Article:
40. Compared to WoT, RB:GF is much more rewarding patience and bush lurking, especially with the Germans. some basic meta/mechanics to be aware of; Solid shot is weak due to lack of post-pen effects and spalling. Makes the later British hard work APHE is king of the field at the moment, due to unrealistic fuse effects armour doesn't play as a big a factor in WT as it does in WoT. Some heavies are difficult to pen frontally, but don't rely on armour to save you SPAA is a nuisance, and the German ones especially are lethal in close Tracer works both ways, especially when using MG for ranging otherwise, welcome to a very steep learning curve Oh, and after 32k games in WoT with top 10 EU clan, I can safely say RB:GF is far more of a thinking game
  41. Ignore WR - teams are generally so terrible it's completely arbitrary if you win or not. I grabbed a sneaky game about lunch time. Got 9 kills in T34 1940.... which was three times that of the rest of my team combined... 14 players managed 3 kills between them.
  42. Lot of work went into this The main problem I can see is that only the US really spent any time developing true attack helicopters, with the Russians kinda following along with the Hind. Interesting that the US interest arose from the Vietnam experience, and the Russians from their torrid time in Afghanistan. Here in Britain, helicopters were primarily for moving things about for the army, and ASW for the navy. Indeed, it was really only Afghan that drove us to adopt the Apache. Much same applies with Germany and France.
  43. And we'd have RB server pop equal to sim... I.e. You and a few others. All the real sim nuts left years ago, or just bit the bullet and play RB Anyway, regards the OP. The skill level seems pretty dire whatever nation and BR you choose. However, you tend to find low BR German teams full of level 100 people seal clubbing in early 109s and He-100s. Mid BR suit the Russians and their nuclear tipped ShVAKs. Then it's Spitfire spam all the way to early jets. The US tree I've found the hardest because they need altitude to work, and none of the maps except Norway give you enough time and space to get up high. If you get Hokkaido, you inevitably get four heavies which gives you a -4 disadvantage straight away, and there's always a couple of people lawnmowing in P-47s. (It's those easy pickings that drove the Spit LF IX to 5.7 in my opinion)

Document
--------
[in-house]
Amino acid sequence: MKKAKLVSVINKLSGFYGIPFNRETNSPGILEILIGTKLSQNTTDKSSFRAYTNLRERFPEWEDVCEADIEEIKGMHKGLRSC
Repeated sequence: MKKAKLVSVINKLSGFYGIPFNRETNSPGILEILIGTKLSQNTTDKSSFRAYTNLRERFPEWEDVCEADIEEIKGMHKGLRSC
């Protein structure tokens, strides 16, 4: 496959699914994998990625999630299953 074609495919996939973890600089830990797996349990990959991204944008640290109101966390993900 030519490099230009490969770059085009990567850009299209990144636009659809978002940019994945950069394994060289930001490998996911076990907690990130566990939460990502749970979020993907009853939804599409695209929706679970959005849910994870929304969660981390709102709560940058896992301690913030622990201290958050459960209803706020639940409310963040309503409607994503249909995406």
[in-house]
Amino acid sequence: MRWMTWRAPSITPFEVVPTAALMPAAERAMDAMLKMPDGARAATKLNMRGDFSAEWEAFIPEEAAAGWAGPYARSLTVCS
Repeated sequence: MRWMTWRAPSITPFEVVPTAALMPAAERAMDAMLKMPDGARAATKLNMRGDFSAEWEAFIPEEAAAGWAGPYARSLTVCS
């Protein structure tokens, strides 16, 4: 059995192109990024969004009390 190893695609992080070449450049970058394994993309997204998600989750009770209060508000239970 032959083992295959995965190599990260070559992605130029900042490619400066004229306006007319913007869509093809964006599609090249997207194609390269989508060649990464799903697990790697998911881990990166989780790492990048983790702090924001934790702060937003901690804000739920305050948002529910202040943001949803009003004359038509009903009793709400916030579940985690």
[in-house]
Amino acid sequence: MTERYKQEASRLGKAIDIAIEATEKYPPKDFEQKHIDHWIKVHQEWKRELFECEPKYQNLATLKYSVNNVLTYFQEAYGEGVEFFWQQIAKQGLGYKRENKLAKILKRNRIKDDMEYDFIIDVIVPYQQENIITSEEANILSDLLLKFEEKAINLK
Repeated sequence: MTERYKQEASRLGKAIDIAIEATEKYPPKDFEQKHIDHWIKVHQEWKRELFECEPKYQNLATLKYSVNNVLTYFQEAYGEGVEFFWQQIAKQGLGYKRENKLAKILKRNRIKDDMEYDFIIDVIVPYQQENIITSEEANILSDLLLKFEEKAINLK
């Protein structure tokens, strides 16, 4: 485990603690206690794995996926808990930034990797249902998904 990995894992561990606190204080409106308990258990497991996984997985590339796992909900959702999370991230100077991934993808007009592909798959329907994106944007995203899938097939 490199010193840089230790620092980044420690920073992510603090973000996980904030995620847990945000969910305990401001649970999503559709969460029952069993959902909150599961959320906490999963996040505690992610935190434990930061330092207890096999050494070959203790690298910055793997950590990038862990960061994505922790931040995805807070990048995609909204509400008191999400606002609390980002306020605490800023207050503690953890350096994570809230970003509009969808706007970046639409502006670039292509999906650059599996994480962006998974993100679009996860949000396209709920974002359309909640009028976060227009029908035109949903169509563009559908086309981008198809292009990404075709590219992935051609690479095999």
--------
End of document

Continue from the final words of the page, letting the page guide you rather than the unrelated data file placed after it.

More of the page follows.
44. Well, could have been a good weekend event, but poorly designed in my opinion; 1) The German team, despite having access to some serious heavy metal, just can't win - played 15 as Brits, won 14. I ended up feeling sorry for the KT drivers trying to deal with M18s swarming them. Some games were like WoT as three tanks circled at point blank. 2) Map too small for the guns and mobility in play. No variance in tactics, just simply point blank brawling along western side, and eastern map edge did give a few options for flanking, but not used 3) Spawn camping started to become an issue thanks to the mobility of the M18s. 4) Planes. Didn't need them to be honest - especially since the Allied ground pounders are so strong. Watching Jugs, Stangs, and Typhoons blowing up Tigers as they spawn was frustrating. I rate it 4/10 - nice idea, but execution show lack of play testing and a lack of appreciation of how the playerbase will abuse the meta. The guy currently leading the leaderboards (Jermoesgd) I've seen in most games today, every time he was using all three spawns on Typhoon - not a name and shame, just an observation. That said, in 15 games I've researched Firefly, Achilles, Crusader AA, and unlocked half the Firefly, so pretty easy grinding. Got bored in the end though
  45. Is there a balance issue at 3.3? Decided to grind the Brit line again, having been amusing myself with Cobra King and T20. Haven't actually won a game yet because half the team is back in hangar whilst the Germans and sometimes Russians are still full team. Twelve straight defeats, none of which have been even slightly close. Full yolo rush to the objective point, and then sit there getting wrecked by long barrel Pz.IV, followed by a whole gaggle of people then sitting in spawn with AA. Nobody flanks, even on wide maps like Ardennes. It can't all be players? Things improve in Tier III right? I'm not sure I can take much more of this psychological torture. edit oh, and a Flakbus 88 from 1000m hits the front wheel on the Sherman II, travels through it, through the side armour, enters the gearbox, exits the gearbox, kills driver, then detonates the ammo on the far sponson??
  46. Been clubbing flying about in early Spits to unlock the skins (hey, it's a hobby), partially brought about by rediscovering them in the EC event last weekend. Anyway - the early ones all suddenly seem to have terrible oil overheating problems at all altitudes on all maps. Is this new? To keep the IIb cool on Norway I was 89% throttle, 88% pitch. Water was stone cold, even with rad shut. Oil was hovering in the 88 area, just off orange..